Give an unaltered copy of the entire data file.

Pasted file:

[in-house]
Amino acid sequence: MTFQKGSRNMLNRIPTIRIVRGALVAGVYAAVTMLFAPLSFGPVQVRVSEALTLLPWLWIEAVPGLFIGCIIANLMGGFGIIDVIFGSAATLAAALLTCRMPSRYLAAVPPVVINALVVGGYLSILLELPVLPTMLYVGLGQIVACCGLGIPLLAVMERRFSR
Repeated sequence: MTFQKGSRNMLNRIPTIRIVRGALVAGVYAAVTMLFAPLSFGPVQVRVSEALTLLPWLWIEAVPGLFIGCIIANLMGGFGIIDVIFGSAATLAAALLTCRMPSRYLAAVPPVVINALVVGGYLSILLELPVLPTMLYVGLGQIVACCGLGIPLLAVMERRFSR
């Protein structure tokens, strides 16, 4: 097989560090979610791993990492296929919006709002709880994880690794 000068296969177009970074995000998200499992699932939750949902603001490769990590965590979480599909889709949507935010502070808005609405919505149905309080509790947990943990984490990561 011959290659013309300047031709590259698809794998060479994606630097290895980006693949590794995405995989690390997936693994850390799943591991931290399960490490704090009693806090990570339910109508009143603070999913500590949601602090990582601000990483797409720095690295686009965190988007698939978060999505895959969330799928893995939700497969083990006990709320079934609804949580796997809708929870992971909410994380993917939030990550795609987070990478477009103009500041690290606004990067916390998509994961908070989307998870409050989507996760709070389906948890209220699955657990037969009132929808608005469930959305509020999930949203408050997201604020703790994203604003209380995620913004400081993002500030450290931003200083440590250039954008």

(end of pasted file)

[in-house]
Amino acid sequence: MTFQKGSRNMLNRIPTIRIVRGALVAGVYAAVTMLFAPLSFGPVQVRVSEALTLLPWLWIEAVPGLFIGCIIANLMGGFGIIDVIFGSAATLAAALLTCRMPSRYLAAVPPVVINALVVGGYLSILLELPVLPTMLYVGLGQIVACCGLGIPLLAVMERRFSR
Repeated sequence: MTFQKGSRNMLNRIPTIRIVRGALVAGVYAAVTMLFAPLSFGPVQVRVSEALTLLPWLWIEAVPGLFIGCIIANLMGGFGIIDVIFGSAATLAAALLTCRMPSRYLAAVPPVVINALVVGGYLSILLELPVLPTMLYVGLGQIVACCGLGIPLLAVMERRFSR
């Protein structure tokens, strides 16, 4: 097989560090979610791993990492296929919006709002709880994880690794 000068296969177009970074995000998200499992699932939750949902603001490769990590965590979480599909889709949507935010502070808005609405919505149905309080509790947990943990984490990561 011959290659013309300047031709590259698809794998060479994606630097290895980006693949590794995405995989690390997936693994850390799943591991931290399960490490704090009693806090990570339910109508009143603070999913500590949601602090990582601000990483797409720095690295686009965190988007698939978060999505895959969330799928893995939700497969083990006990709320079934609804949580796997809708929870992971909410994380993917939030990550795609987070990478477009103009500041690290606004990067916390998509994961908070989307998870409050989507996760709070389906948890209220699955657990037969009132929808608005469930959305509020999930949203408050997201604020703790994203604003209380995620913004400081993002500030450290931003200083440590250039954008």